Puberty is the process of physical changes through which a child’s body matures into an adult body capable of sexual reproduction to enable fertilization. It is initiated by hormonal signals from the brain to the gonads: the ovaries in a girl, the testes in a boy. Puberty starts as early as 8 or as late as 13, so do not be scared if you’re faster than your friends or they are faster than you are. Adolescence can be kind of challenging because you’re no longer a child, but you’re not yet an adult. The more aware you are of what’s happening, the easier and less confusing it will be. Here are few tips concerning puberty you should know.

Your boobs will start growing from as early as eight or as late as thirteen years old. The first stage starts during the early part of puberty, when a girl’s ovaries enlarge and estrogen, an important female hormone, begins to circulate in the body.

As your pelvis (the large bone across your hips) begins to grow, your hips get wider, your breasts develop and your waist gets smaller. In other words, girls’ bodies become softer and more shapely. Some girls also gain weight quickly during this time.

Your sweat glands will become larger and more active, and you’ll sweat more. This may happen even before your breasts develop.

During female puberty, the pores in your skin produce more oil, especially on your face. This can cause acne. You may have to wash your hair and face more often now that you’re going through puberty.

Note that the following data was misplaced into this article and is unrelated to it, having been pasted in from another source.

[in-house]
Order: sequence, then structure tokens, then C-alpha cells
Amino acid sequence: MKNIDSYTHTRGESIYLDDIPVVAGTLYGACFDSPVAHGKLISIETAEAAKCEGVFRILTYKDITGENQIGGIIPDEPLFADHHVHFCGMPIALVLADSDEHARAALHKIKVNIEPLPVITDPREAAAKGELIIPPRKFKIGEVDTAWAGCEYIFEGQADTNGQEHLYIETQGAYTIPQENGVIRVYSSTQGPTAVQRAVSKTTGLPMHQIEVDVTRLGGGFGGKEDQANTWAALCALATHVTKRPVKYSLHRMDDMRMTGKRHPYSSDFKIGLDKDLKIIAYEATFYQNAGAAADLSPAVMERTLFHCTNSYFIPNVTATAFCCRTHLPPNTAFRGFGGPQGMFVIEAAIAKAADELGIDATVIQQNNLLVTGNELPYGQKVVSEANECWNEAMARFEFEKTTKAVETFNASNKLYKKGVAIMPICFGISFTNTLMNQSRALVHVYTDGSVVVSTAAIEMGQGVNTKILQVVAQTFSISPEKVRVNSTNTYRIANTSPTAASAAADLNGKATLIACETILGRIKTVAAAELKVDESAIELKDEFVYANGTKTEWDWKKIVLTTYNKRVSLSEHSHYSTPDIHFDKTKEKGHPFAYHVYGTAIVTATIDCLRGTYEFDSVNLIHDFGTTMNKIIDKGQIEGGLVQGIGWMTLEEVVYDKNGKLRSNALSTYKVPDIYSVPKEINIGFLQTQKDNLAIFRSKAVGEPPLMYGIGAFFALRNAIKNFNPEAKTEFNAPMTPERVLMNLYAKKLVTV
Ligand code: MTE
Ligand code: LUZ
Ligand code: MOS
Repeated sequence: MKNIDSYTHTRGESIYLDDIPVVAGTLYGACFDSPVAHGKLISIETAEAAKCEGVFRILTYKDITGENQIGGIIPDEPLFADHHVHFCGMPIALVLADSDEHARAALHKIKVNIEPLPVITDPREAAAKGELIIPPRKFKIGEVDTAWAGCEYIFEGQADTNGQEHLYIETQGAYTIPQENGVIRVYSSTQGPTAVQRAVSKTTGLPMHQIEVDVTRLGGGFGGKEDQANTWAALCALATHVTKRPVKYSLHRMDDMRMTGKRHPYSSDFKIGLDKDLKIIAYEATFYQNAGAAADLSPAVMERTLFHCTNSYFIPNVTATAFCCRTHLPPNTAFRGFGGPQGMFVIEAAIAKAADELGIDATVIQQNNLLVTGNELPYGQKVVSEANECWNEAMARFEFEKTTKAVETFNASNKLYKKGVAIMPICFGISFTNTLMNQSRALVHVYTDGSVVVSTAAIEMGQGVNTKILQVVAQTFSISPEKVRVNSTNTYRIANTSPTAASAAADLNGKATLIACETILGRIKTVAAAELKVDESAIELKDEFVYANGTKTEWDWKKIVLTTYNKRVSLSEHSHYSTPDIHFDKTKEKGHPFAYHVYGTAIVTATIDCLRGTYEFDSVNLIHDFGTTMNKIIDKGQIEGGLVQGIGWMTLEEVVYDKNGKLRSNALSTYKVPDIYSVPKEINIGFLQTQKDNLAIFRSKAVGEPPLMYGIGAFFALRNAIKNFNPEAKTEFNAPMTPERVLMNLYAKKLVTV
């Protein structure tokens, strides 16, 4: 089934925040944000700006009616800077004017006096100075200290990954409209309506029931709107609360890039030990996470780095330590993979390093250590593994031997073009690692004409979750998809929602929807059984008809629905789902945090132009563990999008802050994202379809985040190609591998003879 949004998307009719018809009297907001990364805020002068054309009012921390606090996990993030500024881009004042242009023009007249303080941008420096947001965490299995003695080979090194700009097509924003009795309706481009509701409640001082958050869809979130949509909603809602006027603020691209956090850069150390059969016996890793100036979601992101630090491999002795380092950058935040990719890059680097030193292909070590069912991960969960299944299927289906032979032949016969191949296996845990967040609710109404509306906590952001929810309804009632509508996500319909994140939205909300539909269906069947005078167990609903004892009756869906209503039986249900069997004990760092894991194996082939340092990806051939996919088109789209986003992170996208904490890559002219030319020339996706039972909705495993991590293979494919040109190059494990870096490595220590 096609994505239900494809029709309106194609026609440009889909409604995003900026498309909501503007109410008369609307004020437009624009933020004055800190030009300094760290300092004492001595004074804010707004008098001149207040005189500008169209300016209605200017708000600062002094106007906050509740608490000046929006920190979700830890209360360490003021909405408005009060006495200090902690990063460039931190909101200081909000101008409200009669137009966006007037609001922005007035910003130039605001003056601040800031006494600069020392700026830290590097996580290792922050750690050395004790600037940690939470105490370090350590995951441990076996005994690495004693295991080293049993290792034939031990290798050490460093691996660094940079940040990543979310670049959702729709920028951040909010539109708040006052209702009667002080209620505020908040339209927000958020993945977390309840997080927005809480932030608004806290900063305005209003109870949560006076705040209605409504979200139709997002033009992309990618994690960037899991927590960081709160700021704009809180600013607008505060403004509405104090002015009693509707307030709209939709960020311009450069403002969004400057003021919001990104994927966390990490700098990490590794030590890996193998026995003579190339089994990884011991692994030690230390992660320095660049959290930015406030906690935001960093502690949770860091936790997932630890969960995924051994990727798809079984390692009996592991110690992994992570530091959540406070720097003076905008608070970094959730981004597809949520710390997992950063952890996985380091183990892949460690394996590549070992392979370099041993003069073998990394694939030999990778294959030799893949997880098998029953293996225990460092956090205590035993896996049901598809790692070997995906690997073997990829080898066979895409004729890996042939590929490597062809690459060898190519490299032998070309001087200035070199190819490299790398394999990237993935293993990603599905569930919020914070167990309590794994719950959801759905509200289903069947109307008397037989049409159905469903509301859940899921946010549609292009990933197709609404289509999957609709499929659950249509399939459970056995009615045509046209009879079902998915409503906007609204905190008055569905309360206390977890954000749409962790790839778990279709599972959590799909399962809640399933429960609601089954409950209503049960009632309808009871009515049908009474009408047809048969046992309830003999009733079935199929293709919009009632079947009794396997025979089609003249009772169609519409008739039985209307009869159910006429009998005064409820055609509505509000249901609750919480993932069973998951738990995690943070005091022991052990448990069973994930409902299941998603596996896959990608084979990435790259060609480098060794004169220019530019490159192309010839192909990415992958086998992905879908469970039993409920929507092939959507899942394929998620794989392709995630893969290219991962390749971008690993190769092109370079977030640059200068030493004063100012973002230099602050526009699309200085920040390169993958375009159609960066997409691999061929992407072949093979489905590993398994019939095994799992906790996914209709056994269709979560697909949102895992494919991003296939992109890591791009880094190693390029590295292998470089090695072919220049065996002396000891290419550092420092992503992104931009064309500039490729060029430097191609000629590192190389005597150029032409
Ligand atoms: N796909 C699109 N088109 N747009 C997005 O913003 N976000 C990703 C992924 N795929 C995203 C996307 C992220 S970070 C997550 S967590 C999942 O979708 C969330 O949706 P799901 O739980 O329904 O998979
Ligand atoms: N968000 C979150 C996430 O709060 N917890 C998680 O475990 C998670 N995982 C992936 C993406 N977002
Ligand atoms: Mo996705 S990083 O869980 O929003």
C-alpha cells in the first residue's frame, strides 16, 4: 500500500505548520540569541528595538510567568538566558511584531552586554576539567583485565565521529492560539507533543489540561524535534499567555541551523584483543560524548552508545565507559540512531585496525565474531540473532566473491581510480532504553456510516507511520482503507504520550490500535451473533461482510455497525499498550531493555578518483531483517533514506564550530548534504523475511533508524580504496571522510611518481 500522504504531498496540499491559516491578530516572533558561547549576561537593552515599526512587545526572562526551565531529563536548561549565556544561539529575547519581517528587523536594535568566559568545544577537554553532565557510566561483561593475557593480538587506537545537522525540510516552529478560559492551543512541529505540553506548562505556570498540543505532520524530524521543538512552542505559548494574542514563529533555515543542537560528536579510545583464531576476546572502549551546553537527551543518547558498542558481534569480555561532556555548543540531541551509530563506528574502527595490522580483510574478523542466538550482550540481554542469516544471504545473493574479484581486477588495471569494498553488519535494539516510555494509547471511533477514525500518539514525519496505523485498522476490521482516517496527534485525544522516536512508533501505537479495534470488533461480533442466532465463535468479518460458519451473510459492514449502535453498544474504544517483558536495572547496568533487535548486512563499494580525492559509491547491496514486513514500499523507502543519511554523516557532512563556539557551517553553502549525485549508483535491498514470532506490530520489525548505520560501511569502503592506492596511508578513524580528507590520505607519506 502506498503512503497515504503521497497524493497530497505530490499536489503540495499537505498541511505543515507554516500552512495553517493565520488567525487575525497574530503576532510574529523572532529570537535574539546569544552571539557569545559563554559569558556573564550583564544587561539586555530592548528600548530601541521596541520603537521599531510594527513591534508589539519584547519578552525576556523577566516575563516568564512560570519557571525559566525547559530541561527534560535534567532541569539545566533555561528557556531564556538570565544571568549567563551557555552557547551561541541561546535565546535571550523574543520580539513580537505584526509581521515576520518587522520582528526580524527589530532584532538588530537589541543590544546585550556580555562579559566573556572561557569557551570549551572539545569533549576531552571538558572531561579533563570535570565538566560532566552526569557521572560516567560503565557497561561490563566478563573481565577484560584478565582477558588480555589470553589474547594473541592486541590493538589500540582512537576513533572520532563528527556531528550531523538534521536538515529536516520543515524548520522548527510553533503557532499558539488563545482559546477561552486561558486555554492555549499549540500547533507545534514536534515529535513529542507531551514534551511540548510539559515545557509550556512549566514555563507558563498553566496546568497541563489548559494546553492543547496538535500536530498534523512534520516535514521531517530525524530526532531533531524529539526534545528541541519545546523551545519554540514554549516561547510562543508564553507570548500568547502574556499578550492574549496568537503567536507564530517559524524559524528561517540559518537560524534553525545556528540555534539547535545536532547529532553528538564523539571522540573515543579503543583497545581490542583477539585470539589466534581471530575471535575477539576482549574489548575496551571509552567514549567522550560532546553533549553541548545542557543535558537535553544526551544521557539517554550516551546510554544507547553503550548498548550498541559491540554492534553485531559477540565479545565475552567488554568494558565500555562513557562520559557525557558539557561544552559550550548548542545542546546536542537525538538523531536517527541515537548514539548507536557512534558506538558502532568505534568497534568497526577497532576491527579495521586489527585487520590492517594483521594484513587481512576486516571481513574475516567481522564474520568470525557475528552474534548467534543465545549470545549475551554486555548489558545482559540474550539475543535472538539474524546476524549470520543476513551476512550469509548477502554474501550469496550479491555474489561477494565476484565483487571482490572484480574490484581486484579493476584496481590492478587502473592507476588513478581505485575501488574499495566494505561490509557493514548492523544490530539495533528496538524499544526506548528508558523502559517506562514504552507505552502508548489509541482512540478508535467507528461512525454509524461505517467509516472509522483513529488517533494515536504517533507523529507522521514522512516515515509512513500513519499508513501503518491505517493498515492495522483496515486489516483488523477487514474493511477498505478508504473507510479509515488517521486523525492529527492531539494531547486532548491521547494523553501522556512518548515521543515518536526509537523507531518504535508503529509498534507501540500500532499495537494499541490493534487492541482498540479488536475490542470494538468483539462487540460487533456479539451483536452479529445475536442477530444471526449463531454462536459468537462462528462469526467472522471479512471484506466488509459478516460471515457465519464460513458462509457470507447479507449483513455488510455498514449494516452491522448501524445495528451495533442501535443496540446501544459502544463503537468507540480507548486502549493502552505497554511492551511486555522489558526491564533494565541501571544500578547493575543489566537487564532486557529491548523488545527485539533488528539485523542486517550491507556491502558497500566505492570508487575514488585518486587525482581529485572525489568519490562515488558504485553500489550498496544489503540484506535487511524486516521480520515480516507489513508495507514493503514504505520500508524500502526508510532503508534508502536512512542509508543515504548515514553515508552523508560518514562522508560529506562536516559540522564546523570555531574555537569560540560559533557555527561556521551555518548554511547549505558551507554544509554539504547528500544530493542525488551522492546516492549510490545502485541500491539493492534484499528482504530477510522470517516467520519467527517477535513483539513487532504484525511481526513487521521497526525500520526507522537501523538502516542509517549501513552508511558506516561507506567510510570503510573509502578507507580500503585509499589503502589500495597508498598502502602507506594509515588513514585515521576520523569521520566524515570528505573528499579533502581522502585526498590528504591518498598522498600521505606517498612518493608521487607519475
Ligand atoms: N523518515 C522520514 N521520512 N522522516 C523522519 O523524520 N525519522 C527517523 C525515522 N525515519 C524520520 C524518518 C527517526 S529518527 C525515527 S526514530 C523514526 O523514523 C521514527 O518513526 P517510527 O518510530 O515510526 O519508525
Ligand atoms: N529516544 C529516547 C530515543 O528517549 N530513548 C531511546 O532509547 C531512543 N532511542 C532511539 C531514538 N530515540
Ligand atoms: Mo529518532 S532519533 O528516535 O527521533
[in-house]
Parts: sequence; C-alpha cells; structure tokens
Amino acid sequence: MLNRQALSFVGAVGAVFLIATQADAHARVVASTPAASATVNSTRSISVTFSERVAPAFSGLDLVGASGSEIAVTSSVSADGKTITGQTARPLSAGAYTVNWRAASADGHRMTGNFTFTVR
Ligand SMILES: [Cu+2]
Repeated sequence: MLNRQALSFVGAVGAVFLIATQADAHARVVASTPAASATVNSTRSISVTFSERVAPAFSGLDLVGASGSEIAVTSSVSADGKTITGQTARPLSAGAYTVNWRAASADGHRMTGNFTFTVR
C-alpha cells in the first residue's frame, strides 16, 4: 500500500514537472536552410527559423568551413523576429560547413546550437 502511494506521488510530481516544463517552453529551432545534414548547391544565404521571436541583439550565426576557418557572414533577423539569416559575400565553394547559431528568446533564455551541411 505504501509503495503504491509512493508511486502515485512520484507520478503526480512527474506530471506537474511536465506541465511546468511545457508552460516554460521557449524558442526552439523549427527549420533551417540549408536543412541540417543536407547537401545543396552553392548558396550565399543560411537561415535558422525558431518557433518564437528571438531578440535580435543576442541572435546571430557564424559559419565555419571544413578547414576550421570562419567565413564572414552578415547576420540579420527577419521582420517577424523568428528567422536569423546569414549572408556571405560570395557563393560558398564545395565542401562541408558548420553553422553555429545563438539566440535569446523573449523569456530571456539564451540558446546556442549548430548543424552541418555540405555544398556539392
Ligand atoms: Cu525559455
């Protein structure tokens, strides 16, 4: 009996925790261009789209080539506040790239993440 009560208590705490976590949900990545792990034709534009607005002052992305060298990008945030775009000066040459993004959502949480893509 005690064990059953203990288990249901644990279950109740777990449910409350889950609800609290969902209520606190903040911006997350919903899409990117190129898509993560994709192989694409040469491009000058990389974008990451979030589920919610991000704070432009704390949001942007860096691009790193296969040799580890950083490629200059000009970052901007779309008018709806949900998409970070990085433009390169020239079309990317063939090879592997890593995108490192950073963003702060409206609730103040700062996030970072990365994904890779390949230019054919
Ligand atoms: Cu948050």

Before you start your period, you’ll probably notice yellow or white stains inside your underwear. This is natural moisture from the vagina. It’s perfectly normal and it’s a sign that menstruation will probably start in about six to 18 months. You could start wearing pant liners to help protect your panties.

The discharge may be heavy or barely noticeable — both are normal. However, if the discharge has a bad smell or you have any pain, soreness, or itching in the genital area, it may be a sign of infection. In this case, you should see a doctor

Menstruation can be very unpredictable for the first two years. It typically takes one to two years for cycles to develop, so you may not be regular for a while.

“Mood swings” are also common throughout puberty. This is when you feel really happy one minute and then really angry or even sad the next minute.

You may think you are weird but all these are only signs of puberty, you can talk to your parent or closer relative. If you are uncomfortable discussing is with your Mum or Teacher, you could to talk to someone you are more comfortable with. With time you’ll get used to your body and the changes.